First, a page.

The referenced standard supersedes the Special Environmental Requirements, Specifications Section 01350, developed by the State of California for screening building materials. Receiving and handling requirements, lab methods and reporting have been revised or expanded in the updated standard. The testing is pass/fail.
The testing set-up for a small chamber will look something like this, although the testing lab takes care of this part, not the project team. Image – EPAMaterials must be conditioned for 10 days upon receipt by the testing agency. The test period is 96 hours with contaminant concentrations being sampled at 24, 48 and 96 hours. The chemicals being tested for are either probable or known carcinogens or are reproductive toxicants. Emission factors from the small chamber tests for each identified chemical are then used to calculate or “model” indoor air concentrations for a standard office or classroom. No chemical can exceed half of the Chronic Reference Exposure Level (CREL), the known concentration at which prolonged exposure may cause harm.
Products must shipped to testing facilities for controlled testing. Chain-of-custodyChain-of-custody (COC) is he path taken by raw materials, processed materials, and products from the forest to the consumer, including all successive stages of processing, transformation, manufacturing and distribution. A chain-of-custody certificate number on invoices for nonlabeled products indicates that the certifier’s guidelines for product accounting have been followed. A chain-of-custody certification is not required by distributors of a product that is individually labeled with the Forest Stewardship Council logo and manufacturer’s chain-of-custody number. Chain of Custody (CoC) certification requirements are determined by Forest Stewardship Council Chain of Custody Standard 40-004 v2-1. documentation and strict handling requirements apply.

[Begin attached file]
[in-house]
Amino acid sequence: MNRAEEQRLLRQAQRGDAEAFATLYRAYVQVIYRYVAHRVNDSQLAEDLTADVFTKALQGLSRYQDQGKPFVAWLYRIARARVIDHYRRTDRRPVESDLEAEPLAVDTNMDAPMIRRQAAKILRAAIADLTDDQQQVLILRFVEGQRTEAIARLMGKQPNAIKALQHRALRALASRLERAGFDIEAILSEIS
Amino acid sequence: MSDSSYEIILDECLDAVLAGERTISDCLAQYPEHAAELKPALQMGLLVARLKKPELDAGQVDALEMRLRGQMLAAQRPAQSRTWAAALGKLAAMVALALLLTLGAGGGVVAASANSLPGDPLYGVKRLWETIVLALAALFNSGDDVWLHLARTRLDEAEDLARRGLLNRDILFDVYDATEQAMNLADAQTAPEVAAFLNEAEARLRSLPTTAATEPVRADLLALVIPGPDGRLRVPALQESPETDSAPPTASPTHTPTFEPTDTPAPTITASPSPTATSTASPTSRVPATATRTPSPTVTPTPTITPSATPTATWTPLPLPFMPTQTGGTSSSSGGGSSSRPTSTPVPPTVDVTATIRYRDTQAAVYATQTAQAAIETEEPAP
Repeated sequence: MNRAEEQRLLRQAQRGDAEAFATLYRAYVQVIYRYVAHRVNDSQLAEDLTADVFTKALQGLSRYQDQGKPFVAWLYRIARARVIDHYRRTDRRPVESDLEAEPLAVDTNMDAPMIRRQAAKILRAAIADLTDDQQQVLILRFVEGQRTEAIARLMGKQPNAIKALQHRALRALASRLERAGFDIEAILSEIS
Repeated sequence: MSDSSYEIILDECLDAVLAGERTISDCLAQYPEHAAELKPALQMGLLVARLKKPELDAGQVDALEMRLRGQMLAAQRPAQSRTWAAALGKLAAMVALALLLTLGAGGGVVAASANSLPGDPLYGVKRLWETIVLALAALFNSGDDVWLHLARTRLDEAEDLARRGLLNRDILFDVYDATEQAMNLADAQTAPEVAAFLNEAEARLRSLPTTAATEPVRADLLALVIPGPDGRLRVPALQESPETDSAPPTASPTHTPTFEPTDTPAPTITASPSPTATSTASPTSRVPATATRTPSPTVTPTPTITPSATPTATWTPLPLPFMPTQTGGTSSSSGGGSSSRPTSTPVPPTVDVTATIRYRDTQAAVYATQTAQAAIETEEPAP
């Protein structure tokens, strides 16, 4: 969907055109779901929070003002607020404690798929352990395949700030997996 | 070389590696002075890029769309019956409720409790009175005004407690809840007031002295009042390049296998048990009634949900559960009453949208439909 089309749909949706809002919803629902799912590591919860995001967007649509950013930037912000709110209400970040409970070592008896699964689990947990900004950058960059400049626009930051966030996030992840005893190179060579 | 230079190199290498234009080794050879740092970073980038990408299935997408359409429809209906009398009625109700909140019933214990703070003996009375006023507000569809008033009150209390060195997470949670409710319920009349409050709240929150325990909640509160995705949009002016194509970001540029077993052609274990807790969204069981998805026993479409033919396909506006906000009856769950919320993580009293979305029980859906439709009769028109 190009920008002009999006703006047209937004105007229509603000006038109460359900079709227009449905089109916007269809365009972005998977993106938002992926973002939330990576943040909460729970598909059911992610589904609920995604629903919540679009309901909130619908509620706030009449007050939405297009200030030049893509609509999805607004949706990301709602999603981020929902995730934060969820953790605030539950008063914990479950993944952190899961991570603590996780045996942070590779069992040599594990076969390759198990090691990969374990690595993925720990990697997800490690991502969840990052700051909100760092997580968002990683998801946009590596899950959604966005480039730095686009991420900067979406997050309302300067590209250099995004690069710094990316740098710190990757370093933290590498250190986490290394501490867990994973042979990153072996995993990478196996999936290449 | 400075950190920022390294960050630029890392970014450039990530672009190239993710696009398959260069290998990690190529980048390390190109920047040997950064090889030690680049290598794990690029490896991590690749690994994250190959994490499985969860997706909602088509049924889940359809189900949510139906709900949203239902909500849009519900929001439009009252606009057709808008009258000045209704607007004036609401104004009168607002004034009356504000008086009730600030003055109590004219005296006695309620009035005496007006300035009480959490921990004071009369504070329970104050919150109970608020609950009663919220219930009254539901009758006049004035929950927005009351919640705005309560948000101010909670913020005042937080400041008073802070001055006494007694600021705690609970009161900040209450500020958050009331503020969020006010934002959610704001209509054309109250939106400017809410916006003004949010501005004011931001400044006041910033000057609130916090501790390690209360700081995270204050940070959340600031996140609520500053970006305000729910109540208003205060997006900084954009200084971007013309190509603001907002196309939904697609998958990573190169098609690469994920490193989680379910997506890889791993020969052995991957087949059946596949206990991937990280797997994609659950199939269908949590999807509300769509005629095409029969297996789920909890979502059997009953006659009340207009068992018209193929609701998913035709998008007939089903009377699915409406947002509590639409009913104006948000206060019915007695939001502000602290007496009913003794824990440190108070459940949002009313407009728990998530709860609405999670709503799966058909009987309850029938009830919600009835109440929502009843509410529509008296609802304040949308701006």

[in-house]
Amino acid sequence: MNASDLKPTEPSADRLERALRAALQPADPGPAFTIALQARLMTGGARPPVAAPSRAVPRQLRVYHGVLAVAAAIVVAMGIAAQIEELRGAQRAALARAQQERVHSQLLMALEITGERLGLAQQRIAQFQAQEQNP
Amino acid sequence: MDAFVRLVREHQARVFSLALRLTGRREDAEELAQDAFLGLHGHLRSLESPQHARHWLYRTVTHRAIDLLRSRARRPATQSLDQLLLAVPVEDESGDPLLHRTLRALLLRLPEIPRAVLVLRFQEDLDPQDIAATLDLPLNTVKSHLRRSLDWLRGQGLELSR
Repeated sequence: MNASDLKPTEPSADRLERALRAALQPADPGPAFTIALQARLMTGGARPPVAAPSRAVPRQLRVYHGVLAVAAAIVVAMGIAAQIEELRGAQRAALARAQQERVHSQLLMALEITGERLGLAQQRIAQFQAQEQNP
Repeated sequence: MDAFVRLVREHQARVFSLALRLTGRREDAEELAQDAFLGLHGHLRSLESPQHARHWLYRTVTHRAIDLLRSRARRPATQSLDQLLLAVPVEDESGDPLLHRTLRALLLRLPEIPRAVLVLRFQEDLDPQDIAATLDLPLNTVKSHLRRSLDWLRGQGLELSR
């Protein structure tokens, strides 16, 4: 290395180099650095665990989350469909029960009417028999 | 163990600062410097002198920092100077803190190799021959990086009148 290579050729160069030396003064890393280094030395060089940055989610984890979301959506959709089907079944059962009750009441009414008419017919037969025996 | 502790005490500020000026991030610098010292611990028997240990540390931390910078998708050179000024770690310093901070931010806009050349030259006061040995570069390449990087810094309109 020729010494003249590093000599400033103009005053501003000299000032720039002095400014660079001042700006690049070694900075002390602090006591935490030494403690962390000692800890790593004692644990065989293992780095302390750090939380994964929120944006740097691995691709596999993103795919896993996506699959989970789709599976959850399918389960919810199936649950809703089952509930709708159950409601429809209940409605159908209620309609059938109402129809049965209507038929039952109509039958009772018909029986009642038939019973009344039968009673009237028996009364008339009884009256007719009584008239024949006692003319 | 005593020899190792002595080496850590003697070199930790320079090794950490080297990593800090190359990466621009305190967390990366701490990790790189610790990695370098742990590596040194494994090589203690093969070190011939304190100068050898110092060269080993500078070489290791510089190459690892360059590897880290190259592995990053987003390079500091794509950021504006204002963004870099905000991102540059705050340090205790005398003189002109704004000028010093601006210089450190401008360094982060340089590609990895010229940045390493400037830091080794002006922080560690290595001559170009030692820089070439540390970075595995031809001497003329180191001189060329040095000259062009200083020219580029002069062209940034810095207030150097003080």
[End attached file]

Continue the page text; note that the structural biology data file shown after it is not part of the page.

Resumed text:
Additional references and helpful links:
We have a rubber floor product that has GREENGUARD Children & Schools Certification and that manufacturer states "GREENGUARD Children & Schools Certification exceeds the California's Department of Public Health Section 01350, and certified products can contribute to the fulfillment of credit requirements .... for LEED certification".
If a product has GREENGUARD Children & Schools Certification does it meet the requirements of California Department of Health Services Standard Practice for the Testing of Volatile Organic Emissions from Various Sources Using Small-Scale Environmental Chambers, including 2004 Addenda? Will USGBC accept GREENGUARD Children & Schools Certification?
If a product complies with CA 01350 does it meet the requirements of California Department of Health Services Standard Practice for the Testing of Volatile Organic Emissions from Various Sources Using Small-Scale Environmental Chambers, including 2004 Addenda?
GREENGUARD Children & Schools certification shows compliance to CA 01350 (which is short hand for the California Department of Health Services Standard Practice for the Testing of Volatile Organic Emissions from Various Sources Using Small-Scale Environmental Chambers). CA 01350 requires the minimization of around 35 VOCsA volatile organic compounds (VOCs) is a carbon compound that vaporizes (becomes a gas) at normal room temperatures. VOCs contribute to air pollution directly and through atmospheric photochemical reactions (excluding carbon monoxide, carbon dioxide, carbonic acid, metallic carbides and carbonates, and ammonium carbonate) to produce secondary air pollutants, principally ozone and peroxyacetyl nitrate.. GREENGUARD Children & Schools not only requires the minimization of those VOCs, but around 300 others and has a limit on the total volatile organic compounds emitted from a product. Therefore USGBC and the State of California accept GREENGUARD Children & Schools as a compliance pathway for any requirements that call out CA 01350.
Copyright 2013 – BuildingGreen, Inc.